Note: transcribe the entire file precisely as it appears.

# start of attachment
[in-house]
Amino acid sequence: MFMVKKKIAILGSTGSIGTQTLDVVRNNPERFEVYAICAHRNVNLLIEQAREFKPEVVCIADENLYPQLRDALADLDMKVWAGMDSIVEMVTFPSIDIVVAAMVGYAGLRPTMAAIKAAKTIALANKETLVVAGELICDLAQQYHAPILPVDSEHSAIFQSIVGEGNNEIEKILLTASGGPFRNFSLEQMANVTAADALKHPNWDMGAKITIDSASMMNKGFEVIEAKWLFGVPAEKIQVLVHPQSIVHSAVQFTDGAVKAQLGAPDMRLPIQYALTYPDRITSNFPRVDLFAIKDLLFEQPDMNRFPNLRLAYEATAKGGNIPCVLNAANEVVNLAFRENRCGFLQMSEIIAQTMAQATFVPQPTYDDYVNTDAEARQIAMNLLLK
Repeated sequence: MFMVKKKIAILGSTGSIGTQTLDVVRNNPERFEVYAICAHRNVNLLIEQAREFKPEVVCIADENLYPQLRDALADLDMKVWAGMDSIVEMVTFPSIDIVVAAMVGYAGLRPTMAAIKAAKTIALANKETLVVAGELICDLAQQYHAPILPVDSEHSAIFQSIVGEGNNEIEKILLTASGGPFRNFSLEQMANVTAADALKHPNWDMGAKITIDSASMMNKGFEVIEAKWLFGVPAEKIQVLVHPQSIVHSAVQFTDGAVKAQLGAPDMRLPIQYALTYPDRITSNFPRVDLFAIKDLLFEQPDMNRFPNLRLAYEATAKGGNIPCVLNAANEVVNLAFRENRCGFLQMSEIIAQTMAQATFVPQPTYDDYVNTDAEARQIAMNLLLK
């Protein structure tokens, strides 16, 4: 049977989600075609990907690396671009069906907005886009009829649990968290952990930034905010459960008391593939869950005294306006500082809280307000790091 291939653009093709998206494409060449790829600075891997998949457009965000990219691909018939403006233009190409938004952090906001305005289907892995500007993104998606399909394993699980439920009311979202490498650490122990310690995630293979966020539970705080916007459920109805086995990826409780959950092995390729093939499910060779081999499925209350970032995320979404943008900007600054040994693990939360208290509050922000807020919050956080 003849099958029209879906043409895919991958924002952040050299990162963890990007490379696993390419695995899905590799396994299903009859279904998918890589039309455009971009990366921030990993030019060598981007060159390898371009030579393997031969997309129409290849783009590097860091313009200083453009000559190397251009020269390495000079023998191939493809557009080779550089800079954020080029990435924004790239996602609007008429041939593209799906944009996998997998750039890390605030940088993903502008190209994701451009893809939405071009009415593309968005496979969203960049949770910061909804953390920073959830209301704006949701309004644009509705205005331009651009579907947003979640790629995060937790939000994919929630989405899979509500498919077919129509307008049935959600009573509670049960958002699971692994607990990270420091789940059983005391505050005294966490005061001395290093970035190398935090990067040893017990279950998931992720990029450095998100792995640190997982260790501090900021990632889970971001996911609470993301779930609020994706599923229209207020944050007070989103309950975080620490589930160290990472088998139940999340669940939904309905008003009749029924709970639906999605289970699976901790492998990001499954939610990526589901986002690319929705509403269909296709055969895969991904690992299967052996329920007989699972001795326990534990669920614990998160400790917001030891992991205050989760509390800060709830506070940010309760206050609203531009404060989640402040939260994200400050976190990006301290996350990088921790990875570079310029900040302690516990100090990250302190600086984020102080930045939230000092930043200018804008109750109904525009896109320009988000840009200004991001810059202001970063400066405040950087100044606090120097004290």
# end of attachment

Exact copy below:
[in-house]
Amino acid sequence: MFMVKKKIAILGSTGSIGTQTLDVVRNNPERFEVYAICAHRNVNLLIEQAREFKPEVVCIADENLYPQLRDALADLDMKVWAGMDSIVEMVTFPSIDIVVAAMVGYAGLRPTMAAIKAAKTIALANKETLVVAGELICDLAQQYHAPILPVDSEHSAIFQSIVGEGNNEIEKILLTASGGPFRNFSLEQMANVTAADALKHPNWDMGAKITIDSASMMNKGFEVIEAKWLFGVPAEKIQVLVHPQSIVHSAVQFTDGAVKAQLGAPDMRLPIQYALTYPDRITSNFPRVDLFAIKDLLFEQPDMNRFPNLRLAYEATAKGGNIPCVLNAANEVVNLAFRENRCGFLQMSEIIAQTMAQATFVPQPTYDDYVNTDAEARQIAMNLLLK
Repeated sequence: MFMVKKKIAILGSTGSIGTQTLDVVRNNPERFEVYAICAHRNVNLLIEQAREFKPEVVCIADENLYPQLRDALADLDMKVWAGMDSIVEMVTFPSIDIVVAAMVGYAGLRPTMAAIKAAKTIALANKETLVVAGELICDLAQQYHAPILPVDSEHSAIFQSIVGEGNNEIEKILLTASGGPFRNFSLEQMANVTAADALKHPNWDMGAKITIDSASMMNKGFEVIEAKWLFGVPAEKIQVLVHPQSIVHSAVQFTDGAVKAQLGAPDMRLPIQYALTYPDRITSNFPRVDLFAIKDLLFEQPDMNRFPNLRLAYEATAKGGNIPCVLNAANEVVNLAFRENRCGFLQMSEIIAQTMAQATFVPQPTYDDYVNTDAEARQIAMNLLLK
């Protein structure tokens, strides 16, 4: 049977989600075609990907690396671009069906907005886009009829649990968290952990930034905010459960008391593939869950005294306006500082809280307000790091 291939653009093709998206494409060449790829600075891997998949457009965000990219691909018939403006233009190409938004952090906001305005289907892995500007993104998606399909394993699980439920009311979202490498650490122990310690995630293979966020539970705080916007459920109805086995990826409780959950092995390729093939499910060779081999499925209350970032995320979404943008900007600054040994693990939360208290509050922000807020919050956080 003849099958029209879906043409895919991958924002952040050299990162963890990007490379696993390419695995899905590799396994299903009859279904998918890589039309455009971009990366921030990993030019060598981007060159390898371009030579393997031969997309129409290849783009590097860091313009200083453009000559190397251009020269390495000079023998191939493809557009080779550089800079954020080029990435924004790239996602609007008429041939593209799906944009996998997998750039890390605030940088993903502008190209994701451009893809939405071009009415593309968005496979969203960049949770910061909804953390920073959830209301704006949701309004644009509705205005331009651009579907947003979640790629995060937790939000994919929630989405899979509500498919077919129509307008049935959600009573509670049960958002699971692994607990990270420091789940059983005391505050005294966490005061001395290093970035190398935090990067040893017990279950998931992720990029450095998100792995640190997982260790501090900021990632889970971001996911609470993301779930609020994706599923229209207020944050007070989103309950975080620490589930160290990472088998139940999340669940939904309905008003009749029924709970639906999605289970699976901790492998990001499954939610990526589901986002690319929705509403269909296709055969895969991904690992299967052996329920007989699972001795326990534990669920614990998160400790917001030891992991205050989760509390800060709830506070940010309760206050609203531009404060989640402040939260994200400050976190990006301290996350990088921790990875570079310029900040302690516990100090990250302190600086984020102080930045939230000092930043200018804008109750109904525009896109320009988000840009200004991001810059202001970063400066405040950087100044606090120097004290």